As Buyepongo made their way to the stage, the crowd went ballistic cheering and chanting the band’s name. Women by the stage looked up in starry adoration as the first songs started playing. A couple women in fact began flirting with the bassist half way through their set smiling and screaming for a bit of attention. The energy was up and the Latin American beats were contagious. Drawing mainly from Central and South American roots, the music which has characterized the band’s unique sound fuses the traditional rhythms of Colombia, Haiti, Belize, Honduras, and the Dominican Republic with the modern, underground sound of LA’s hip hop scene including classical jazz, reggae and funk into their cumbias, merengue, and punta music. Originally from Norwalk, the band began experimenting with new sounds to see where they could take their music. Often times, they would travel to Guatemala and Belize for inspiration and to make sure they were keeping true to the ¨roots¨ music that have kept them playing since they formed their band back in 2005. Since then, they have been growing slowly building a following which has now brought them to the El Rey where the fruit of so much hard work has finally begun to flourish. Their first full-length album, Todo Mundo, will highlight the best of what they have strived to realize for so long. If the evening’s show was any indication, Buyepongo will definitely reach astronomical heights.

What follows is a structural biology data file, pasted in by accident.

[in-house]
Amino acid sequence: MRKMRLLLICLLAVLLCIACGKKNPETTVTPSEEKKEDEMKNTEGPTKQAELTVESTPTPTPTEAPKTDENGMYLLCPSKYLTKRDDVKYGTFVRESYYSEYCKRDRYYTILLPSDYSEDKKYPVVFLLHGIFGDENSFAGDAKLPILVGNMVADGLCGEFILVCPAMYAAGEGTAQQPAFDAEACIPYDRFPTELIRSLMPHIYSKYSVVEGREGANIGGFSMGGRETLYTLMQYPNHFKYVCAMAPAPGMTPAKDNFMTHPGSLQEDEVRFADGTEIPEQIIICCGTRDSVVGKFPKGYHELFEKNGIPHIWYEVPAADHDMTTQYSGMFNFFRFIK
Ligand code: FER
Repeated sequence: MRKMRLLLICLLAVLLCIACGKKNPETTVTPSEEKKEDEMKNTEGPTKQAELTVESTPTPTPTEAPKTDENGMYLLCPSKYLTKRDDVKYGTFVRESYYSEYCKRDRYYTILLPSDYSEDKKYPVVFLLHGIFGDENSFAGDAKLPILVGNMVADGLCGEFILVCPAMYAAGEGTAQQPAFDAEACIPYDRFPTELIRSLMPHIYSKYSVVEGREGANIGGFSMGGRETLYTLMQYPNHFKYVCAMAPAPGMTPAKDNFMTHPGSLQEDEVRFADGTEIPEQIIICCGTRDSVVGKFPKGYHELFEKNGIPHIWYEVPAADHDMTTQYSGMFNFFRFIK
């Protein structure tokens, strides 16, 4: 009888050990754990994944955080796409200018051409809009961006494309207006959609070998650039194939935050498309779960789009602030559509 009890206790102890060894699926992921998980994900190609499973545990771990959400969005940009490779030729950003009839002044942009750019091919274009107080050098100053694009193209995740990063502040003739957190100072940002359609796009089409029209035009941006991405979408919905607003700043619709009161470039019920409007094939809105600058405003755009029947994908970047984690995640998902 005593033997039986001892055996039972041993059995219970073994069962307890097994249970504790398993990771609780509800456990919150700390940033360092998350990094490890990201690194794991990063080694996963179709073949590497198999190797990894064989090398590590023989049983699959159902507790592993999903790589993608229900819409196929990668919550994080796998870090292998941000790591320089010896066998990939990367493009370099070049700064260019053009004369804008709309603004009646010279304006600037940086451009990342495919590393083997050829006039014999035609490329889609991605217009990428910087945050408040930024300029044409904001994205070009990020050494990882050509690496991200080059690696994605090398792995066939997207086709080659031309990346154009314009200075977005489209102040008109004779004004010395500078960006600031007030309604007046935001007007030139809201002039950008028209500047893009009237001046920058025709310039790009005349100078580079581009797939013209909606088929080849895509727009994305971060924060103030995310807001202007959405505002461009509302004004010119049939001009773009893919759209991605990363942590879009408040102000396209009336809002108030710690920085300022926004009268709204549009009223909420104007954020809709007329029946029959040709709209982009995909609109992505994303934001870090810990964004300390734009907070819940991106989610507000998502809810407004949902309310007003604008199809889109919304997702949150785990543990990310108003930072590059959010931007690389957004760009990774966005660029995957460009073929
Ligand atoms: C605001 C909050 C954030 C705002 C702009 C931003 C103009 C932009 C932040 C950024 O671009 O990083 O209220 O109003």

Not a single soul at the venue stopped dancing. Every song demanded all to hit the dance floor and groove with the band. One young guest, for instance, couldn’t contain himself and started dancing with everyone around him. At one point, he asked the lead singer, Edgar Modesto, if he could dance for the band on stage. Security had to be extra vigilant because the excitement and pandemonium was reaching such a climax. However, this type of reaction is common for the band that had shut down 5th and Spring St back in 2011 with a dance party during the LA’s Art Walk that summer. Buyepongo inspired excitement and fun. There wasn’t a moment to sit down and chill with a slow melody. Instead, it was an all-night party. Correction. It felt bigger than a simple party; it was more of a rave, a musical event that left one with a euphoric glee hoping to keep the music going straight into dawn. They in fact were able to capture the Latin American party sensibility wherein celebrations could last up to 2-3 days straight.
Buyepongo’s appeal is in its ability to combine its signature drum and guacharaca beats to the sounds of cumbia, merengue, and punta giving the music an added infusion of tropical adrenaline and upbeat grooves providing listeners with a fresh take on the Latin American genres while adding the energy and joyful audience participation. For a band who came out of obscurity to filling music halls, underground raves, and the streets of Downtown LA while stopping traffic in the process, Buyepongo has demonstrated endurance and longevity in an industry where few bands can last a couple of years before fading out of the scene. The evening’s record release party proved that Buyepongo is here to stay and ready to bring the next rave to your neighborhood. So, get ready to respond when Buyepongo’s lead vocalist calls you out and screams,¨BUYE!!!!!….¨